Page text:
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PHOTOS: Felled Trees, Crushed Cars in Hurricane Sandy's Path

By  Leslie Albrecht Jeff Mays Emily Frost and Tuan Nguyen | October 29, 2012 6:35pm | Updated on October 29, 2012 8:53pm

NEW YORK CITY — Hours before the brunt of Hurricane Sandy was expected to hit, the powerful storm had already sent trees crashing to the ground, toppled fences and shattered street signs.

A construction crane nearly collapsed after it was pummeled by gale-force winds at West 57th Street and Sixth Avenue, while in Park Slope a massive tree crushed a silver Honda on Garfield Place between Sixth and Seventh Avenues. The facade of a building on Eighth Avenue and West 14th Street collapsed, and windows were knocked out of the first floor of a building housing the Department of Health and Mental Hygiene, Mayor Michael Bloomberg said.

The city had received more than 1,000 reports of tree damage in parks and on streets as of 5:45 p.m. Monday. About half the reports were for downed trees, half were for other damage, Mayor Michael Bloomberg said at a 5:45 p.m. press conference.

The NYPD warned the public not to call 911 about downed trees unless they were a threat to lives.

A Queens man, 30,  who was struck by a tree in Kissena Park, was the only fatality as result of the storm as of Monday evening, according to police.

Sandy had caused several injuries, including two people hurt by a fallen streetlight in the East Village and a woman hit by a falling tree in Greenpoint.

Bloomberg warned the public to stay indoors to because conditions were expected to become more dangerous as the night progressed. "Winds of this magnitude can pick up something in a moment’s notice and throw it right at you very hard, and it can be fatal, "Bloomberg said at a 5:30 p.m. press conference. "If you absolutely don’t need to be outside, don’t take the risk."

A jogger was hospitalized after she was struck by a falling tree limb near Prospect Park, Bloomberg said. "Fortunately she is going to be OK,” Bloomberg said. The woman was not inside the closed park, but she was near it, Bloomberg said.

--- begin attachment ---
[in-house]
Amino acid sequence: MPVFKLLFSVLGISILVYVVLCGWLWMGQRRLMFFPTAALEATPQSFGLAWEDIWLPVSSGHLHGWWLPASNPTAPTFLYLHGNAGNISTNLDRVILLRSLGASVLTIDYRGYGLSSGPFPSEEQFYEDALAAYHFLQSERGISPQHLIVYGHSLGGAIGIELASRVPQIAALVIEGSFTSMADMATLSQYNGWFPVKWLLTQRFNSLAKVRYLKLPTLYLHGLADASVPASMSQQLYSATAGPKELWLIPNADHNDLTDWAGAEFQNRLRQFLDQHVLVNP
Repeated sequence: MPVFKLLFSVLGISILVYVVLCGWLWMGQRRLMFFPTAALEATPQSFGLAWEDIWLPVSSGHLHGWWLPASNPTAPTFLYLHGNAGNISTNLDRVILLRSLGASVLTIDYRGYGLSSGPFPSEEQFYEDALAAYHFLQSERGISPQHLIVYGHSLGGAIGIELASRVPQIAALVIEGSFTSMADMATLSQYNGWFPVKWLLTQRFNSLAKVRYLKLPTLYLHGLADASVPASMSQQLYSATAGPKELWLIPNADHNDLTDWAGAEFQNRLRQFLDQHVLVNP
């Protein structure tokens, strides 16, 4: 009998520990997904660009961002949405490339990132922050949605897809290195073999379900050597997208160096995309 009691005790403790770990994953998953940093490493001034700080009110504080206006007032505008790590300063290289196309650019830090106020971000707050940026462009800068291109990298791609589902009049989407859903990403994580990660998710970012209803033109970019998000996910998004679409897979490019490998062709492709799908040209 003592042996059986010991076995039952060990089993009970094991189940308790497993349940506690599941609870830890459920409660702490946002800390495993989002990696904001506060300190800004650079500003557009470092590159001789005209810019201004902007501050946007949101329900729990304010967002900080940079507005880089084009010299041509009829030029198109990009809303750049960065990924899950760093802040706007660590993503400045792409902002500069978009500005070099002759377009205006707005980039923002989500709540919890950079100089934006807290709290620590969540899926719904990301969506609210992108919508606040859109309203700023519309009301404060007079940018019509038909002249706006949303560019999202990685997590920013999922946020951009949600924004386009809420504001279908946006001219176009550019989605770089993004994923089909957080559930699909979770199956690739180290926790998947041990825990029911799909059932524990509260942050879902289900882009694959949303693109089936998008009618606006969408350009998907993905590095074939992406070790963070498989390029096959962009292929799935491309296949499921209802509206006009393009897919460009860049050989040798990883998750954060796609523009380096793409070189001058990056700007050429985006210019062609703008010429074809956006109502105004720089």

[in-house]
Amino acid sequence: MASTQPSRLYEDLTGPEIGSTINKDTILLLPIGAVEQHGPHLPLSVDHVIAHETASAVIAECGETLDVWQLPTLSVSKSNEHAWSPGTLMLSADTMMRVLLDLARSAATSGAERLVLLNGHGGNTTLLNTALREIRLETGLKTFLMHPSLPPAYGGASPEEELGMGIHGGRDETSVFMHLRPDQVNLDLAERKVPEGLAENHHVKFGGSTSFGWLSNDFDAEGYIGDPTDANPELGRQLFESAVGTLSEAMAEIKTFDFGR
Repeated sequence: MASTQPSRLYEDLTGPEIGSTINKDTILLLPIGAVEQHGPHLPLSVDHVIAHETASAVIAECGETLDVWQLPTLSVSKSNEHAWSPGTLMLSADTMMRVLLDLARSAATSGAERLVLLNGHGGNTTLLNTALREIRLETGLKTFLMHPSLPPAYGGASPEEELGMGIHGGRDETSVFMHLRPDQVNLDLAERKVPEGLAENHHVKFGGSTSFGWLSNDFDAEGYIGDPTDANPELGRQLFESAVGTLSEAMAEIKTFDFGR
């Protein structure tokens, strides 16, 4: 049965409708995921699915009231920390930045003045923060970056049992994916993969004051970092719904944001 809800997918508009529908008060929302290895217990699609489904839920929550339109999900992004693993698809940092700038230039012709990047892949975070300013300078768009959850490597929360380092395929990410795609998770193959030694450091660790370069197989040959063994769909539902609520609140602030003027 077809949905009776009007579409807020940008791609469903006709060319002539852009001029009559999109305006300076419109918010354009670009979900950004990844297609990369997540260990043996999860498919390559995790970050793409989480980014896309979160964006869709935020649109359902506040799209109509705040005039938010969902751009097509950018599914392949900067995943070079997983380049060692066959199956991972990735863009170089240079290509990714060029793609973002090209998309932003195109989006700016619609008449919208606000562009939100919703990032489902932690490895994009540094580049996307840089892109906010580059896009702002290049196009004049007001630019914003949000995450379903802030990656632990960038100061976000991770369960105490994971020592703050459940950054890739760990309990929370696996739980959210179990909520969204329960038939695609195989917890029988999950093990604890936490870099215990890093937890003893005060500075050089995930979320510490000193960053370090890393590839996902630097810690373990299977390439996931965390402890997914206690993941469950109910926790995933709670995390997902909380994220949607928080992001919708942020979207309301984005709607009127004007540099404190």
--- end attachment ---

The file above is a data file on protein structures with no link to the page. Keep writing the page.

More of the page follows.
"When you run under trees, whether they're trees in the street or trees in a park, it is very dangerous with the wind," he said, adding that tree limbs are likely to break off because they still have leaves on them, which makes them collect water and add weight.

In Harlem, a tree squashed a car just outside of Jackie Robinson Park at Bradhurst Avenue and 149th Street about 5 p.m on Monday.

"It was a snap and then a crash. It was mad loud," said a man who gave his name only as Steve and who lived across the street from the accident. "The wind was crazy and that tree was already dead. I'm not surprised."

Delia Gubelmann, 24, a makeup artist who also lives across the street from the accident, said she came down to get her laundry and saw the large trees swaying in the wind and thought to herself that one of them might fall.

"It sucks for those people," she said pointing to the car. "I'm just happy no one got hurt."

Residents took to Twitter to report damage, posting pictures and warnings of broken out windows, blocks closed to traffic and toppled newspaper boxes. Among them was Park Slope City Councilman Brad Lander, who tweeted a photo of a tree that fell on his house and his neighbor's. "Alas, this is our tree," he wrote. "Fallen on our house & nbrs. Everyone ok. Will be off Twitter a while. Can't tweet own emergency."

In Gowanus, a corrugated metal fence near the Carroll Street bridge was blown to pieces, sending metal flying into the street. A downed tree in Brooklyn Heights didn't stop storm watchers from visiting the promenade overlooking the East River.

Damages were expected to mount through Monday night, with 90 mile per hour winds bearing down on the city and a storm surge and full moon expected to push flood waters into low-lying areas.